Caring and daily life: Occupational experiences of women living with sons diagnosed with schizophrenia

Lisa Chaffey, Ellie Fossey

Research output: Contribution to journalArticleResearchpeer-review

17 Citations (Scopus)


Occupational therapists need to appreciate carers' lived experiences to build and maintain effective partnerships with them in mental health practice. This study explored the caring experiences of six women living with sons diagnosed with schizophrenia from an occupational perspective, using the Occupational Performance History Interview-II. Thematic analysis identified five themes: 'It's a whole new thing' described carers' initial confusion and learning; 'the need to provide support' concerned the tasks involved in caring; and 'this situation just evolved' was about their adaptation to caring. 'Much of our life is focused on him' was about these women's home lives, while 'don't get too optimistic' concerned emotional aspects of their experiences. These themes illustrate how the women's life trajectories and occupations were altered to incorporate caring. The pursuit of their interests, in addition to care-related occupations, appears important for carers to sustain satisfying lives. Occupational history interviewing provided a useful method for learning about the life transitions and occupational issues faced by people in caring roles. Its use by occupational therapists in building partnerships with immediate family and friends of persons experiencing mental illness is recommended.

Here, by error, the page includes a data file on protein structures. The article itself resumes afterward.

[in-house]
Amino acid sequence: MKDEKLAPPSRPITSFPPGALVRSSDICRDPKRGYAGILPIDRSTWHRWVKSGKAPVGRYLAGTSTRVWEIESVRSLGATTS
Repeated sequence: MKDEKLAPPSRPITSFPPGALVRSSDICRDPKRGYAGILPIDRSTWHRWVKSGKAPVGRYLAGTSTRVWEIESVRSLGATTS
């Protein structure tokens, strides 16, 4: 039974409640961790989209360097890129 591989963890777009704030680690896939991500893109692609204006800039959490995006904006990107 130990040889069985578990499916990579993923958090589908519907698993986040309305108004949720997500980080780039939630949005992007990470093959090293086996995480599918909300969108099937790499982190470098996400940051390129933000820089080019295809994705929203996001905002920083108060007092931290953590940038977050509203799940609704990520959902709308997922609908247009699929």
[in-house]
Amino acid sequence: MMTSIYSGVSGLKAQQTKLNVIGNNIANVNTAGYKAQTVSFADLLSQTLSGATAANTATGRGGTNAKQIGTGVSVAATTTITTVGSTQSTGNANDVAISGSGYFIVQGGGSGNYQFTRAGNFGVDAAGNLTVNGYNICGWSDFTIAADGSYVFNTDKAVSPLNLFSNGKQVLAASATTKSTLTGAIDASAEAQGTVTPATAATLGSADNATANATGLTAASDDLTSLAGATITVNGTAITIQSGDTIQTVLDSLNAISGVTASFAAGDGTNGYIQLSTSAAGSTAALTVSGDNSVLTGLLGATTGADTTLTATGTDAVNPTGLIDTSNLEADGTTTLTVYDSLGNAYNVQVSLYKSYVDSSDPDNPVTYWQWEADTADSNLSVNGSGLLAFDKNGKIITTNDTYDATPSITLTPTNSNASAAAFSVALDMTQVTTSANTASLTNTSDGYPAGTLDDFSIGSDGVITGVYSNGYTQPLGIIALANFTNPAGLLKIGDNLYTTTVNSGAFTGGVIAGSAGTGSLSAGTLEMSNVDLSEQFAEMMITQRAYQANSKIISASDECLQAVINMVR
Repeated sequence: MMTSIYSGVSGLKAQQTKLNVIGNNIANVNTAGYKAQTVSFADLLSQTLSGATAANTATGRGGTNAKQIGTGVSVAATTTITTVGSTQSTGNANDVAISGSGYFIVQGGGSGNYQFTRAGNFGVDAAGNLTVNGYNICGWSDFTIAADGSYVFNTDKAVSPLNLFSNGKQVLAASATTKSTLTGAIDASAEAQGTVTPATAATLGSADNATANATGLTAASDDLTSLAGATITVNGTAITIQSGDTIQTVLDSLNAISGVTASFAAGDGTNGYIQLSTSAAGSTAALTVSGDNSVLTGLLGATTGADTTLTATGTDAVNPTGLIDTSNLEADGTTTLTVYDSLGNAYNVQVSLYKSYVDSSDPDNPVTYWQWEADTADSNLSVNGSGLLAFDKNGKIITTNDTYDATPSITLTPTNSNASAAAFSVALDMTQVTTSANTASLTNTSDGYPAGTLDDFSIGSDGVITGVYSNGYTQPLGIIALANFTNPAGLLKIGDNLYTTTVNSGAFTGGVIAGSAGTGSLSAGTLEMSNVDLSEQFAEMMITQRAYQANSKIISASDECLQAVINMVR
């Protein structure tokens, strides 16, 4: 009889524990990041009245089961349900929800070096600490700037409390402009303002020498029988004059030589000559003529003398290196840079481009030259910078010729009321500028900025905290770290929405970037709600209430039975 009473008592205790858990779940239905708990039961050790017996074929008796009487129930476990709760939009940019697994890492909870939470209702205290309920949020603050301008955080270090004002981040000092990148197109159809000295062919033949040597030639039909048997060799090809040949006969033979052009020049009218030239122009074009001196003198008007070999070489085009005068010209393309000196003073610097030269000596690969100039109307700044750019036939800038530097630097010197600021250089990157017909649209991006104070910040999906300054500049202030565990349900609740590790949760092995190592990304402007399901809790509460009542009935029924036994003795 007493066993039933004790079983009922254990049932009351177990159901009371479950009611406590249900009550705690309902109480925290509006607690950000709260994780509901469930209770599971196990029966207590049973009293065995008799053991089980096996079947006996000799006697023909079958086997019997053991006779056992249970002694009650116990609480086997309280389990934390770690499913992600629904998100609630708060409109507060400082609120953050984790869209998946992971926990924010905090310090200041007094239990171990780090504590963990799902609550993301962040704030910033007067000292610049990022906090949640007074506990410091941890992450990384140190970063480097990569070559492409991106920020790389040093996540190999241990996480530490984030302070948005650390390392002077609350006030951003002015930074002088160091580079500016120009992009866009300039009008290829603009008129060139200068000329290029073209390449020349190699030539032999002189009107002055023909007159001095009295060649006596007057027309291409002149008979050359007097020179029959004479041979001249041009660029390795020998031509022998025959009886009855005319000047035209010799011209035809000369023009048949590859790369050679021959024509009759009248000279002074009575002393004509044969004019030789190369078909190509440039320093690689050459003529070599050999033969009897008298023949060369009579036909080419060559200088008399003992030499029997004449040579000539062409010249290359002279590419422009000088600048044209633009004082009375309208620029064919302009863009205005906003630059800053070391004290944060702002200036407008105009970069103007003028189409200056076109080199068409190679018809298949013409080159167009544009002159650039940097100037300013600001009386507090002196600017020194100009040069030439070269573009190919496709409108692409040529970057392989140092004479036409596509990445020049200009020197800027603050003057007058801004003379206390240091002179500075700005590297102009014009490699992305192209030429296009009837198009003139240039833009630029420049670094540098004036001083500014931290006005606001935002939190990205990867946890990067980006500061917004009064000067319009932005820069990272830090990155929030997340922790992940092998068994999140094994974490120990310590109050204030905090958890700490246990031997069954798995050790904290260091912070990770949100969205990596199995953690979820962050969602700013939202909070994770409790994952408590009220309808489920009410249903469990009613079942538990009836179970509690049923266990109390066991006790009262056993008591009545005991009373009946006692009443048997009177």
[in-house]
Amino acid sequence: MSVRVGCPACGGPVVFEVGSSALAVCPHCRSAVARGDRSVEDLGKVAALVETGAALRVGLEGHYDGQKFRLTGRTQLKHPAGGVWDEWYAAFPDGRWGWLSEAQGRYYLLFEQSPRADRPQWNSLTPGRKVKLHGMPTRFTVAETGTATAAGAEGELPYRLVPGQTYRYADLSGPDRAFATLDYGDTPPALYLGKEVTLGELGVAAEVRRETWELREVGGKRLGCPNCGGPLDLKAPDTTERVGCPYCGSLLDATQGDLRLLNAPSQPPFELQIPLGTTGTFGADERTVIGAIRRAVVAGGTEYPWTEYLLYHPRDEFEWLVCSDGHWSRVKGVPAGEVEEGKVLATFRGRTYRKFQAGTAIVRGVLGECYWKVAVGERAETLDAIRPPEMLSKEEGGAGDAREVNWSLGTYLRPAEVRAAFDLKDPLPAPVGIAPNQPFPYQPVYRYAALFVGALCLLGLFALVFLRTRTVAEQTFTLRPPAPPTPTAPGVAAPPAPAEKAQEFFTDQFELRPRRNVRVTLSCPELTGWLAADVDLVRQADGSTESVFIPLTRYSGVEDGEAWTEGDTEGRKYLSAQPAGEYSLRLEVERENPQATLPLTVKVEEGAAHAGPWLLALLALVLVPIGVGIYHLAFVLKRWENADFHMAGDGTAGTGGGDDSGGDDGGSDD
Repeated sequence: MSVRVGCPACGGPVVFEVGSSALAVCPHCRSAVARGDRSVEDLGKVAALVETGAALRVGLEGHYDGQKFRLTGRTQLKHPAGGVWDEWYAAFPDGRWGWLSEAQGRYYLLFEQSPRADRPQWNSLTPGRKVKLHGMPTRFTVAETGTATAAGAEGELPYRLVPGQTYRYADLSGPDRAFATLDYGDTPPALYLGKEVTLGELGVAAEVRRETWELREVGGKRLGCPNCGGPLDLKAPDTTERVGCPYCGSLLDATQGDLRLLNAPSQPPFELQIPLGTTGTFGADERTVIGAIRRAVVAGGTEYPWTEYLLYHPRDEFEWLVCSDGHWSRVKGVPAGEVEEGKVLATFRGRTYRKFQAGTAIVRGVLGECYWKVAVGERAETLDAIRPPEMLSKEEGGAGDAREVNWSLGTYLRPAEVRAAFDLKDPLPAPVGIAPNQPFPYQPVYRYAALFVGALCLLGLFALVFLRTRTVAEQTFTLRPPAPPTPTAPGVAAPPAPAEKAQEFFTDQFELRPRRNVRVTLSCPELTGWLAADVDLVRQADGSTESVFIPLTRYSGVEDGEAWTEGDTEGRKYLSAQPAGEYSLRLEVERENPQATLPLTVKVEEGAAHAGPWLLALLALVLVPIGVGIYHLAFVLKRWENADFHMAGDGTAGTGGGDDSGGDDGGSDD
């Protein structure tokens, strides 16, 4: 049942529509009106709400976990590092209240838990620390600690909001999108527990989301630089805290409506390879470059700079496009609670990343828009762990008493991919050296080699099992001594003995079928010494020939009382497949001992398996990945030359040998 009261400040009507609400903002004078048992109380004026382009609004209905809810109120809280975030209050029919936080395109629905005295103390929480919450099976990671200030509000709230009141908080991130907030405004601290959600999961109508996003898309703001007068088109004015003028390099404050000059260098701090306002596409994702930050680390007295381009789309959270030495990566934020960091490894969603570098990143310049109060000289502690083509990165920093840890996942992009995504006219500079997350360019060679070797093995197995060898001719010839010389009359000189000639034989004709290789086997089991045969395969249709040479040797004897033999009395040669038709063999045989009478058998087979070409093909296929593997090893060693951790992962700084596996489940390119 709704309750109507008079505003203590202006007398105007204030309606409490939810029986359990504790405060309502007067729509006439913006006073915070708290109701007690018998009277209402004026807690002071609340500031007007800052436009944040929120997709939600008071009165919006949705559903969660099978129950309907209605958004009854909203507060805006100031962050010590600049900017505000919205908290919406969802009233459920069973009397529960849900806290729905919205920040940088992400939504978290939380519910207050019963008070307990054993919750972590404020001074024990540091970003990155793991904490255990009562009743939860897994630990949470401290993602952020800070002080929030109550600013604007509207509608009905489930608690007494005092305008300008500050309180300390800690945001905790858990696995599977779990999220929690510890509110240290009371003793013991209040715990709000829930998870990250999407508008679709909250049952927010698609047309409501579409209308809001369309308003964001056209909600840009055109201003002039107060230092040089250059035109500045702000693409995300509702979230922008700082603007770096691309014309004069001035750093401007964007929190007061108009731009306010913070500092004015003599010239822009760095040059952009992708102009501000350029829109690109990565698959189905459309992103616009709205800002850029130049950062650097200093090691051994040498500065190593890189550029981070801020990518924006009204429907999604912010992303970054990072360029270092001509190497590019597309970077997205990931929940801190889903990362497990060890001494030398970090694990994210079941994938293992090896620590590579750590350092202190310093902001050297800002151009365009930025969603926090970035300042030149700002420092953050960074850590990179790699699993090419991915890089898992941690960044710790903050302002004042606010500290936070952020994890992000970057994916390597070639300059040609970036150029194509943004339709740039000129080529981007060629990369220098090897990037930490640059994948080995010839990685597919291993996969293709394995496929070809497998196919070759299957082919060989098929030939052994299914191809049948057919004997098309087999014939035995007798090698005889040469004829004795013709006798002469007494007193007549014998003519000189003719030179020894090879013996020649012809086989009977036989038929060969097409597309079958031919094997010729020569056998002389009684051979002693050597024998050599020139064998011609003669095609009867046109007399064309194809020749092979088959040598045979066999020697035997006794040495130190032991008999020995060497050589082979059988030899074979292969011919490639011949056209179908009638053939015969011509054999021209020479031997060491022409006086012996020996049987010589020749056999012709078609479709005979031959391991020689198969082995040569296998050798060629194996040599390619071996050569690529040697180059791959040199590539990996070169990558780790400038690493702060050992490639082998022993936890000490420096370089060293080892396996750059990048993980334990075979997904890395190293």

Original languageEnglish
Pages (from-to)199-207
Number of pages9
JournalAustralian Occupational Therapy Journal
Issue number4
Publication statusPublished - Dec 2004
Externally publishedYes


  • Caregiving
  • Mental illness
  • Occupational Performance History Interview-II
  • Occupations

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